java – View's getWidth() and getHeight() returns 0-ThrowExceptions

Exception or error:

I am creating all of the elements in my android project dynamically. I am trying to get the width and height of a button so that I can rotate that button around. I am just trying to learn how to work with the android language. However, it returns 0.

I did some research and I saw that it needs to be done somewhere other than in the onCreate() method. If someone can give me an example of how to do it, that would be great.

Here is my current code:

package com.animation;

import android.app.Activity;
import android.os.Bundle;
import android.view.animation.Animation;
import android.view.animation.LinearInterpolator;
import android.view.animation.RotateAnimation;
import android.widget.Button;
import android.widget.LinearLayout;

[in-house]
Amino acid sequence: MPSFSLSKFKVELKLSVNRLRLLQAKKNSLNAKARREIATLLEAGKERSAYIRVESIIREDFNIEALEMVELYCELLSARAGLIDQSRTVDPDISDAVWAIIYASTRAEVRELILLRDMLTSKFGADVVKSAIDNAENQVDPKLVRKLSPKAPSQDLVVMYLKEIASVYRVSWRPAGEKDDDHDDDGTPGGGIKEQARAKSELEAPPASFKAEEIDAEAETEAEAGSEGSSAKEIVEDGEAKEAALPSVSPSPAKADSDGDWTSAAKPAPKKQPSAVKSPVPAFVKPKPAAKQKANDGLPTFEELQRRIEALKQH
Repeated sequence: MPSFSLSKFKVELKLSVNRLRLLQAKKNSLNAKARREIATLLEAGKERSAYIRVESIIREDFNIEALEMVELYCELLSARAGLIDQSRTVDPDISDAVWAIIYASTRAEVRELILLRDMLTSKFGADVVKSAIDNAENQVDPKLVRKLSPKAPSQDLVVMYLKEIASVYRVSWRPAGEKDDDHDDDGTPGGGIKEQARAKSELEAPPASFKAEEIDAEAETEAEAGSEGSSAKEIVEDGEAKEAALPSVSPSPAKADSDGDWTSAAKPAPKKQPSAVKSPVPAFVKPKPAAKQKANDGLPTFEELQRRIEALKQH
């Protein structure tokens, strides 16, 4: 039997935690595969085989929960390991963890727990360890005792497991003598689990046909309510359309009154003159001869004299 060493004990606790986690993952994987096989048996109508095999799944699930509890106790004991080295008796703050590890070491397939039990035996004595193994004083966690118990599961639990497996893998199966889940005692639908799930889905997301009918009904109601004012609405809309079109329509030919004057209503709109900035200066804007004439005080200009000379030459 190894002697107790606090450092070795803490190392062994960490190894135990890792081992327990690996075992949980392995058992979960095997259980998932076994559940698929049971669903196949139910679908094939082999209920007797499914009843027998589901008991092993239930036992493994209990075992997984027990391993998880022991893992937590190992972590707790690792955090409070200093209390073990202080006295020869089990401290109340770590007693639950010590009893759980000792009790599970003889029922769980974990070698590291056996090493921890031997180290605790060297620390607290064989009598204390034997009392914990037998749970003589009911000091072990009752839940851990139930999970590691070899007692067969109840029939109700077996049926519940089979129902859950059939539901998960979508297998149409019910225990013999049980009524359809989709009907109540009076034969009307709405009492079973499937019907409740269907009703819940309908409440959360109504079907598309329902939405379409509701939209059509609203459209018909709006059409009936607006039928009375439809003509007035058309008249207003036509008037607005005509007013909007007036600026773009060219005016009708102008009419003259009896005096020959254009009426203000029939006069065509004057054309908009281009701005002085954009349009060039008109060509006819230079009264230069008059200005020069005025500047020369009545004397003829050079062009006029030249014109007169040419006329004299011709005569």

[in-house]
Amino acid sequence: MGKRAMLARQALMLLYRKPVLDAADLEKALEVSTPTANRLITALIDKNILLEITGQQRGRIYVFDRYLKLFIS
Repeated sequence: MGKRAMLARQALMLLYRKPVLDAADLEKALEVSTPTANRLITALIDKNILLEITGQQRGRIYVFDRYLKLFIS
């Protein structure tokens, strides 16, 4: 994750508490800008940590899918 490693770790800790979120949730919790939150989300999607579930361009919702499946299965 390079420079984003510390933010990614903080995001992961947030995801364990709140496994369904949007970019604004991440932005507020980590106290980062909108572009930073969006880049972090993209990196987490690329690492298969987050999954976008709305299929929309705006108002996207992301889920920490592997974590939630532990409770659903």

public class AnimateScreen extends Activity {


//Called when the activity is first created.
@Override
public void onCreate(Bundle savedInstanceState) {
    super.onCreate(savedInstanceState);

    LinearLayout ll = new LinearLayout(this);

    LinearLayout.LayoutParams layoutParams = new LinearLayout.LayoutParams(LinearLayout.LayoutParams.WRAP_CONTENT, LinearLayout.LayoutParams.WRAP_CONTENT);
    layoutParams.setMargins(30, 20, 30, 0);

    Button bt = new Button(this);
    bt.setText(String.valueOf(bt.getWidth()));

    RotateAnimation ra = new RotateAnimation(0,360,bt.getWidth() / 2,bt.getHeight() / 2);
    ra.setDuration(3000L);
    ra.setRepeatMode(Animation.RESTART);
    ra.setRepeatCount(Animation.INFINITE);
    ra.setInterpolator(new LinearInterpolator());

    bt.startAnimation(ra);

    ll.addView(bt,layoutParams);

    setContentView(ll);
}

Any help is appreciated.

How to solve:

You are calling getWidth() too early. The UI has not been sized and laid out on the screen yet.

I doubt you want to be doing what you are doing, anyway — widgets being animated do not change their clickable areas, and so the button will still respond to clicks in the original orientation regardless of how it has rotated.